Jaws (1975) – Review by Andrea Carnevali

Jaws ⭐⭐⭐⭐⭐⭐

When a killer shark unleashes chaos on a beach community off Cape Cod, it’s up to a local sheriff, a marine biologist, and an old seafarer to hunt the beast down. Chiswick Cinema is screening Jaws on Tuesday 11 June for the Film Club at 8pm, with Q&A afterwards, and they are showing it again at 5pm on Sunday 16 June.

Five decades after its release in 1975, Jaws is still the benchmark not just for monster movies, horror, blockbusters, but cinema and film-making itself.

It is well documented that this is the film that, for better or worse, created the idea of a ‘blockbuster’ and changed the face of modern cinema forever. Never before had a film been so hyped up, so publicised, so talked about than Jaws was in 1975.

It was impossible not to be aware of the film. Ironically, even the tales of the disastrous production, with a budget spiralling out of control, shooting days growing out of proportion, a shark that never worked and a boat crew that sunk into the ocean all helped keep the film alive in the media and the public consciousness (something similar would happen more than two decades later for Titanic).

When it finally opened (in around 450 theatres simultaneously, something unheard of at the time), stories of long queues going around several blocks became part of the story too. And as the reviews, unanimously positive, started to pour in, the numbers at the box office hit the jackpot and eventually propelled the film into the number one spot in film history.

So many other films have tried to repeat the same formula and, as history proved, so many have failed. And yet on the surface Jaws looks so simple: a ferocious shark terrorizes the beaches of your average sea town in America and the new sheriff in town sets out to kill him.

The truth is that there is so much more than that.

The film takes its time in crafting well-rounded characters and depicting a lived-in town, all of which adds extra depth, layers and a surprising feeling of realism to the horror unfolding, turning Jaws into a psychological thriller, beyond the simple monster trope and making the audience emotionally connect with the characters within the story.

The shark might be up there on the poster and possibly what everyone remembers about the film, but when you break down it, there is actually very little of the big fish (and not just because the shark wasn’t working).

This is not so much a plot-driven film but more of a character driven one: it’s more about Chief Brody conquering his fears, than it is about a shark eating people…  which is probably why the film still holds up so well.

And around all that, you’ve also got the allegories about failed politics and institutions and the infinite details of family life, which brings it all to life even more.

At the same time, Spielberg’s skill in building suspense and tension, through clever storytelling and cinematic techniques (some more subtle than others) is a marvel to behold.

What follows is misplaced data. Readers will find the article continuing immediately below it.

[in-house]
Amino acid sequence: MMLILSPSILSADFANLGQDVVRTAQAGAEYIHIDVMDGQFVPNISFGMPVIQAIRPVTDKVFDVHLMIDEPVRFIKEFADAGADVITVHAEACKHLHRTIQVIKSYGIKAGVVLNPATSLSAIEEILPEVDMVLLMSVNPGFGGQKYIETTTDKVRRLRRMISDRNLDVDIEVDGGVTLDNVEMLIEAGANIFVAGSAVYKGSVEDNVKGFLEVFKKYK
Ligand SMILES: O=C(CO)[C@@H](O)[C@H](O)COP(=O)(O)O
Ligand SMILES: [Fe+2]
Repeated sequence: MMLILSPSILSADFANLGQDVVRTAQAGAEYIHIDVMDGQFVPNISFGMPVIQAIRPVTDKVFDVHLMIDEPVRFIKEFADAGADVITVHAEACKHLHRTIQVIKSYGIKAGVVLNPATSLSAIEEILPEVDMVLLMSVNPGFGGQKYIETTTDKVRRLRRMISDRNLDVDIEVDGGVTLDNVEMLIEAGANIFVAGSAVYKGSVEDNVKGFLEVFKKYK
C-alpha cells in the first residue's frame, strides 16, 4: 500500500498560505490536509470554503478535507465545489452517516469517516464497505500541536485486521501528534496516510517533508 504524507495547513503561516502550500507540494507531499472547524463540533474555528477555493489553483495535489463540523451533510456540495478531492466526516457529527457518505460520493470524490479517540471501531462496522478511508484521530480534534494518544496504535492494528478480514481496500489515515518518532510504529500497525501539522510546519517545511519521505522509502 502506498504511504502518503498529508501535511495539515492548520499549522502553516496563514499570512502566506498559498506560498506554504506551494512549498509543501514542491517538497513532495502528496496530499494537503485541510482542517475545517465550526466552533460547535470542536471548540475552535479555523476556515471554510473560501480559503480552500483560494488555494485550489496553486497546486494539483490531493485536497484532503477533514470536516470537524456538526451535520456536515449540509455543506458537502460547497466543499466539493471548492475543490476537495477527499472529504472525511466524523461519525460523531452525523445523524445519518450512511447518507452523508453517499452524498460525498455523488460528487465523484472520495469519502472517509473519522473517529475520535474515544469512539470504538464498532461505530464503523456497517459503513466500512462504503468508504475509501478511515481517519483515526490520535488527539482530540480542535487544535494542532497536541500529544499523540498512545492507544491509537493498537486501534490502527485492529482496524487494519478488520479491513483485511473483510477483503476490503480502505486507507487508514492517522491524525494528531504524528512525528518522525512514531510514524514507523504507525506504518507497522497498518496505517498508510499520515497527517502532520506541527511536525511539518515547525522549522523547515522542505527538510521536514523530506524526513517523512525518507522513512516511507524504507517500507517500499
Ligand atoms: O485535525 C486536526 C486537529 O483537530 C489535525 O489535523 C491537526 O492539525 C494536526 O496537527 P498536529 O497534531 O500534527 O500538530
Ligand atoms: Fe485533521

There isn’t a single minute in this film that isn’t worth studying, if you are a film-maker, a film student… or a simple film fan: the blocking of the actors and those long takes which help us to get closer to the characters and their emotions.

The use of large screen, with the camera always at sea level to keep us always close to (the unseen) danger.

The perfectly crafted frame, in which not a single inch is wasted, with dozens of details spread across the screen, left, right, in the foreground and at the back. And yet we never miss any of them.

Through to the use of colours and camera movements, Spielberg always lets us know where we are or what we should focus on.

Even in the midst of mayhem and action, out in the open ocean (the decision to film at sea might have been what drove the budget to crazy figures, but it really pays off) we always know what’s going on and we are never confused.

Courtesy, of course, of the Oscar-winning spectacular cutting. Editor Verna Fields’s control of the pacing of the film is perfect: she knows exactly when to cut slow, when to pause and when to be fast and inject more energy: the cutting around the quiet before the horror and the jump scares is perfectly judged and the action at sea never a single frame out of tune.

And then, we have those underwater point of view shots (many of them, contrary to legends were actually planned ahead of the shark not working on location), accompanied by the now famous score by John Williams, building and building on two simple notes, which would become some of the most iconic two-notes ever heard. So simple, so raw, so tribal and yet so effective.

I’ll be showing this film on Tuesday 11 June at the Chiswick Cinema and I might have to restrain myself before my passion for this film goes to my head, but the pure perfection of craft of Jaws makes me more excited than ever.

This is certainly one the best films of the last five decades and one of the most rewatchable.

I hope as many of you can join the fun.

Book tickets for Andrea’s film club screening: chiswickcinema.co.uk

Andrea Carnevali is a Bafta winning film maker who lives in Chiswick, and a co-creator of the Chiswick In Film festival.

See all Andrea’s film reviews here: Film reviews by Andrea Carnevali

Chiswick In Film festival: Chiswick In Film festival 2023

See all the latest stories: Chiswick Calendar News & Features

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